American Express hit Mike with a finance charge because his Blue card had a balance. A negative balance. Incredulous, Mike called and said, “so you dinged me for carrying a balance and not making a payment, even though it was a negative balance?,” to which AmEx replied, “Right, even negative balances.”
I received an e-mail reminder to pay my American Express Blue card bill a few days ago, and, as always, I scanned the statement for any unusual charges before I submitted my online payment. To my surprise, there was a $1.55 Periodic Finance Charge. I have paid this card off in full every month since I got it and never been late for a payment, so I called their customer service number and was able to reach a human without much trouble.
While the service person was looking up my account information, I scanned my payment history on their web site, noticed that I had not submitted a payment in March, and remembered that the reason was that I had received my annual cashback reward, which was a sum larger than my balance at the time, resulting in a negative balance on that statement. I mentioned this to him as being the potential cause for the mix-up, at which point he explained to me an American Express policy of which I was unaware: there will be a finance charge any month during which you carry a balance and do not submit a payment.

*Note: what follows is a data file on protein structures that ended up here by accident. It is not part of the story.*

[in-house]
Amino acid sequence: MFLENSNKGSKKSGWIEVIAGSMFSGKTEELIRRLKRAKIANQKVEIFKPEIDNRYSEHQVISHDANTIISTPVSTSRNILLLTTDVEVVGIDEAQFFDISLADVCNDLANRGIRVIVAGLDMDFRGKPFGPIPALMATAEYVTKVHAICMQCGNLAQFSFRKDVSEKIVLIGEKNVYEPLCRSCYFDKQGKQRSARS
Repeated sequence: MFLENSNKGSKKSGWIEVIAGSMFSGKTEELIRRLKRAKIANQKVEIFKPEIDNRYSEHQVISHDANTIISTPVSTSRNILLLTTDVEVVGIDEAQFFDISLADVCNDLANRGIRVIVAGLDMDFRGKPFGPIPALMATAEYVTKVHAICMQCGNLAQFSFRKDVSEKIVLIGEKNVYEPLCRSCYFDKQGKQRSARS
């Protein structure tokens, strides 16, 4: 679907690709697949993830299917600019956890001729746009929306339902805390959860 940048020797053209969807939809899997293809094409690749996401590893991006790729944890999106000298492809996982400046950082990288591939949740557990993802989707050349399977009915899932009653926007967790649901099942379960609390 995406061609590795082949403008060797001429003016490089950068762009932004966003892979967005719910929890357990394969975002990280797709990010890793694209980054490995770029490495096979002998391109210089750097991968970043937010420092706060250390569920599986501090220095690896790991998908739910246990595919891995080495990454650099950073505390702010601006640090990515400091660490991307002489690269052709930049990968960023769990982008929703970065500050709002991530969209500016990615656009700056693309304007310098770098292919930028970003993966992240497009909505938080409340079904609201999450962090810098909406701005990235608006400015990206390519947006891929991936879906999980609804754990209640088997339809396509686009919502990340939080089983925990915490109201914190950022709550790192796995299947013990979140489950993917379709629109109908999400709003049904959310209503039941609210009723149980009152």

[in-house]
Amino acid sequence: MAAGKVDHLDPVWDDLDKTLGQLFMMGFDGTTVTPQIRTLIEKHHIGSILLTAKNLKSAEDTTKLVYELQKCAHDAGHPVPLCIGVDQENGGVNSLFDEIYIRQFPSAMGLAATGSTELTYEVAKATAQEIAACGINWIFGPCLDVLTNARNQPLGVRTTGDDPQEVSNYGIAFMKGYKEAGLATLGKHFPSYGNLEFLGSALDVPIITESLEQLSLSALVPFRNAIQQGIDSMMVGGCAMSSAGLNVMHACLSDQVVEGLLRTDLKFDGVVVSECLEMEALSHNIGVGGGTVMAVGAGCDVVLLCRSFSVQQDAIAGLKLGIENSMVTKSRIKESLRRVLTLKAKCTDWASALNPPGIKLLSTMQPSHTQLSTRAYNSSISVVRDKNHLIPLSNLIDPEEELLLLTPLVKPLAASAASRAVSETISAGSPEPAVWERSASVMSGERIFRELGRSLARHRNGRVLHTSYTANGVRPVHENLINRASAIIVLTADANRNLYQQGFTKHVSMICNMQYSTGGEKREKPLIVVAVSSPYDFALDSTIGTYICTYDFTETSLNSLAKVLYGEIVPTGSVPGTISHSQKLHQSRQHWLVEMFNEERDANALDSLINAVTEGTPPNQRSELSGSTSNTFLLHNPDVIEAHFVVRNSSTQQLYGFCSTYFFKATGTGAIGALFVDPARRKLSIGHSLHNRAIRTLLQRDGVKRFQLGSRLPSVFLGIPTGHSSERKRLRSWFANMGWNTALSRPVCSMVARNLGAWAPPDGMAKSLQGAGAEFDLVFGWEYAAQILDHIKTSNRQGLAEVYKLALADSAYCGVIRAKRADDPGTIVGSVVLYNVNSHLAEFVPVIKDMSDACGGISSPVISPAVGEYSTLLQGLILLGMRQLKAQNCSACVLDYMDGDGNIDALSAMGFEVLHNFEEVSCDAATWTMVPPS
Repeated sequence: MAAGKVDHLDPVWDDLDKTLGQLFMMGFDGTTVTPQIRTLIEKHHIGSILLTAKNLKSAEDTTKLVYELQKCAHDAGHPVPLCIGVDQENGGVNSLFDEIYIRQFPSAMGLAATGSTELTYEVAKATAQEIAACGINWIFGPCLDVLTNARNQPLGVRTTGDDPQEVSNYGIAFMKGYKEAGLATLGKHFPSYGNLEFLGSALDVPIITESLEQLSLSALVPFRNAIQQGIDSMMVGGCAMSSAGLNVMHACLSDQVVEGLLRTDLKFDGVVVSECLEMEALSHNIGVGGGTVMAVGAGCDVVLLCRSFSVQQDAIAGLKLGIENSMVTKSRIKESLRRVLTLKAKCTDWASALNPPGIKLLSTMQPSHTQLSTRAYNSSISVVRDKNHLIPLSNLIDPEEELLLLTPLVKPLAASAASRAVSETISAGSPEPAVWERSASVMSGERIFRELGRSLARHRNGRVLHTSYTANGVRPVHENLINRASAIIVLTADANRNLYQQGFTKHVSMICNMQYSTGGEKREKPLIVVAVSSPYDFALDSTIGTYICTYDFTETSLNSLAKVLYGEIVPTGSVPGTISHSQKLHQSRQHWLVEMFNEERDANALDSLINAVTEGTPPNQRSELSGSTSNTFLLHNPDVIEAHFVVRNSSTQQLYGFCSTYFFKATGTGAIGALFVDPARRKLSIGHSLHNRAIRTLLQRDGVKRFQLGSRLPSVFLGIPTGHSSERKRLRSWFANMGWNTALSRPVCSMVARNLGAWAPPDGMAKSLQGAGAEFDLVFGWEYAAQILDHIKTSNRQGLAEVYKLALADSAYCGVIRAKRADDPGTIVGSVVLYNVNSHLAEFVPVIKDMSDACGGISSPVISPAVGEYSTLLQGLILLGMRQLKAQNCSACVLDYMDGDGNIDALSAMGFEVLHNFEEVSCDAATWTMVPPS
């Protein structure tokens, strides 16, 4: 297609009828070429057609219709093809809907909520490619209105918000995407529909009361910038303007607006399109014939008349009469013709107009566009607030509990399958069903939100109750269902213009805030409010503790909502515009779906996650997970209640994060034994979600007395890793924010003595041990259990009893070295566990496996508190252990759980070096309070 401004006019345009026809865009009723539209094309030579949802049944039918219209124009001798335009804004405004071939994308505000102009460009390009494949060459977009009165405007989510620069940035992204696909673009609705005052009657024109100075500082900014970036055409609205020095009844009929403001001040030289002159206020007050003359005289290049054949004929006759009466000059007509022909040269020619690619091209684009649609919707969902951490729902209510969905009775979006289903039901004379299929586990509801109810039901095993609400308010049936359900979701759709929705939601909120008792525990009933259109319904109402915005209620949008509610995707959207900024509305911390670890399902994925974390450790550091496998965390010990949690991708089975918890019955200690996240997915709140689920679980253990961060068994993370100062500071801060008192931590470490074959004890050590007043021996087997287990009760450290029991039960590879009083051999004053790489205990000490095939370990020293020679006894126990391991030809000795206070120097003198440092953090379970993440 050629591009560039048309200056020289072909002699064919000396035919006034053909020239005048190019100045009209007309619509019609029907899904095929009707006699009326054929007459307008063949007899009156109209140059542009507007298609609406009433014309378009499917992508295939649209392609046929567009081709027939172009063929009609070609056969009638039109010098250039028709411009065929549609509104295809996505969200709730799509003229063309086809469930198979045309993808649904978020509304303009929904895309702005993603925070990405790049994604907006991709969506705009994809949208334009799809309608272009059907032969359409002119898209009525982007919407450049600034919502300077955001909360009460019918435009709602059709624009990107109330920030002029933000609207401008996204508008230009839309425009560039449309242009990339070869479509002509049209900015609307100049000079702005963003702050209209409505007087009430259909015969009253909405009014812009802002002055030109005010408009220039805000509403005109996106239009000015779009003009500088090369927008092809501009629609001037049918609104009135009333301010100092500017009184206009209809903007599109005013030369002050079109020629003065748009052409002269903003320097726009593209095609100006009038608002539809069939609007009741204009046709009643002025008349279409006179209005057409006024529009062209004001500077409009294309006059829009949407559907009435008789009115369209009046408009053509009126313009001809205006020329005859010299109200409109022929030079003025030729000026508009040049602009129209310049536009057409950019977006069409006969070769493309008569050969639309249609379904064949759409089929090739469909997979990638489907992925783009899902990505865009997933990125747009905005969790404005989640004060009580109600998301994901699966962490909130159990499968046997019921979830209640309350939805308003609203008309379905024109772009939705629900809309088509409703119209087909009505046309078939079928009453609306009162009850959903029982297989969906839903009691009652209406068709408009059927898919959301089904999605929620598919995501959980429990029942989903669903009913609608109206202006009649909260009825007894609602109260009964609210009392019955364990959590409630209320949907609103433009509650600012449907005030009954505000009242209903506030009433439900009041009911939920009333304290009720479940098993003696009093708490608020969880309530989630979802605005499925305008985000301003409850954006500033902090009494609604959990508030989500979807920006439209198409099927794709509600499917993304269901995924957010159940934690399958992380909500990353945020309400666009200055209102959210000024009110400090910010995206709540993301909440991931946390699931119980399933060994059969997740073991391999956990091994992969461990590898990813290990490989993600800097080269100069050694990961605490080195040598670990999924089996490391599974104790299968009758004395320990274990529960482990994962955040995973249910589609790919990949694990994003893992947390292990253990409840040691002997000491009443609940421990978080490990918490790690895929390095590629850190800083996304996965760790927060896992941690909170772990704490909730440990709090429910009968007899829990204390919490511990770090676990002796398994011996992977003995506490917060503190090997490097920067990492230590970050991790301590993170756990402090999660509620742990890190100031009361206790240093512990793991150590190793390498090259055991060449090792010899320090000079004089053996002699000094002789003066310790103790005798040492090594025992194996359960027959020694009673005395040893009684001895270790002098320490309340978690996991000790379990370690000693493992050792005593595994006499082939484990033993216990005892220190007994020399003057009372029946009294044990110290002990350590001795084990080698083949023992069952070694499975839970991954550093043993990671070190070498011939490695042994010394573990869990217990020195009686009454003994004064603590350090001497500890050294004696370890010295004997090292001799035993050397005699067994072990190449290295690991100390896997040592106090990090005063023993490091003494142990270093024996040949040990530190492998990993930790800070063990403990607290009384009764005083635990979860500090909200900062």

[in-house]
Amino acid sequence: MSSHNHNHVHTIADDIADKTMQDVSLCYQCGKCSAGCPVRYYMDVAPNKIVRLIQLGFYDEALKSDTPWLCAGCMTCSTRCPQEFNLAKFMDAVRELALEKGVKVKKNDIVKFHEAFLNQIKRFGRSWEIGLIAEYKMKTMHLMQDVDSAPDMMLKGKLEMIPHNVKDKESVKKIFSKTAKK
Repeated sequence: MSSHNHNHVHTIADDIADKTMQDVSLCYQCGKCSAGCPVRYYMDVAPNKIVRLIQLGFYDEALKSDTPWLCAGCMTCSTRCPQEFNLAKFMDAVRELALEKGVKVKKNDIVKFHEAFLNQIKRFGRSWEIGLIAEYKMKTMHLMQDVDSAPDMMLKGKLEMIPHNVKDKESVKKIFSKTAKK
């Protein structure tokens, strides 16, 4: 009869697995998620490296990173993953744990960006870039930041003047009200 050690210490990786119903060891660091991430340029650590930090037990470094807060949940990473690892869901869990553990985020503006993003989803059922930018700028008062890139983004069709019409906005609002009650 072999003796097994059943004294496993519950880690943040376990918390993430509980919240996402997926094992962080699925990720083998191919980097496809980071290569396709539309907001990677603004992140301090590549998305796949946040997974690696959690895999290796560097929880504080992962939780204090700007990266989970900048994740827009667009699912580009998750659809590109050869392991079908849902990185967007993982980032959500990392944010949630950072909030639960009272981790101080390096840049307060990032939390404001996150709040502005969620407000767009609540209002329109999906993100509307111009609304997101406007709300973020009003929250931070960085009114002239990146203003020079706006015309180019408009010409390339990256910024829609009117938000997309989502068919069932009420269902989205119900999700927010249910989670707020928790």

“So you dinged me for carrying a balance and not making a payment, even though it was a negative balance?”
“Right, even negative balances.”
“Was I supposed to submit a payment for zero dollars? I didn’t owe anything.”
“I realize that. It’s just our policy.”
“Doesn’t that sound a littleÖinsane to you?”
He replied by saying that he would rectify it in the computer, and the charge would show up as a credit on my next statement. I am still incredulous that this is actually a company policy, and you have to call and complain to avoid penalties for carrying a negative balance of a few dollarsÖ ironically, a negative balance that resulted from their cashback rewards deposit.